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Talk and Children's Understanding of Mind

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Research has demonstrated that language is important for the development of an everyday understanding of mind. The Theory of Mind (ToM) framework is the dominant conception of what and how children develop in coming to understand mind. As such, much current thinking in developmental psychology about the way language makes a difference to the development of mentalistic understanding is tainted by certain deeply entrenched philosophical assumptions. Following an examination of views of language and mind that continue to frame, if only tacitly, the ToM tradition, we offer an alternative con-ception of the nature of mental state concepts and how language-based engagements between children and care-givers introduce an understanding of such concepts. Based on that alternative conception of language and mind we propose that parent-child discussion about situations involving minds facilitate the child's development of an understanding of mind. We attempt to demonstrate that the development of the foundational skills necessary for understanding the meaning of psychological terms through such conversation make the construction and appreciation of narratives possible, deepening and extending the child's mentalistic understanding. We then review three studies of parent-child talk about situations involving mind that offer empirical support for the claim that such talk is an important context for developing an understanding of aspects of human activity that involve reasons for action, emotion and belief. We conclude by describing the situated and sequential nature of meaning that our view of language and mind entails.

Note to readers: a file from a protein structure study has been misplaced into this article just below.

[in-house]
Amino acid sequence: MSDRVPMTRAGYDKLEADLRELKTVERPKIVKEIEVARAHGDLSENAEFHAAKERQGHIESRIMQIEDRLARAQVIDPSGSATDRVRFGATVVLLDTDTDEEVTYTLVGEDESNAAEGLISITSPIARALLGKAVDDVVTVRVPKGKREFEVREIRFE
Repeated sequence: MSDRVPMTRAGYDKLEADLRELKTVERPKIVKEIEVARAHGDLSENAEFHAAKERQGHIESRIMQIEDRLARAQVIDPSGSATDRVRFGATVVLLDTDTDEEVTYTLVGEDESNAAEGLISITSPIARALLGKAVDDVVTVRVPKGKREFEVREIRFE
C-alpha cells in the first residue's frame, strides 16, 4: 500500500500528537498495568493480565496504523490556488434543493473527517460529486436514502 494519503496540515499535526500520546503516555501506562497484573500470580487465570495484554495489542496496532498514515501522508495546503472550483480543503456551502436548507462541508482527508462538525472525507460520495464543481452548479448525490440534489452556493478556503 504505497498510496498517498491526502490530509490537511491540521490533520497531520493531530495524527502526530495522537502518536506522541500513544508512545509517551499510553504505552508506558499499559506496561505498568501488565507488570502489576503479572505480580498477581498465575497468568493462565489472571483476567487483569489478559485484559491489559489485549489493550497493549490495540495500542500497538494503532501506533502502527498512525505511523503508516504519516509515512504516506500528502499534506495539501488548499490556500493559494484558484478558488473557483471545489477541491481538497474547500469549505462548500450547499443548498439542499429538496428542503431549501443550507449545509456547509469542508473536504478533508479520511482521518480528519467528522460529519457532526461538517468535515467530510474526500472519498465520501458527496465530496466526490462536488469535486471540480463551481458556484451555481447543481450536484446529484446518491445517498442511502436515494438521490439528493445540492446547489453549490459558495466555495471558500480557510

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Document Type: Research Article

Affiliations: Department of Psychology, 8888 University Ave, Simon Fraser University, Burnaby BC Canada V5A 1S6., Email: [email protected]

Publication date: 01 January 2009

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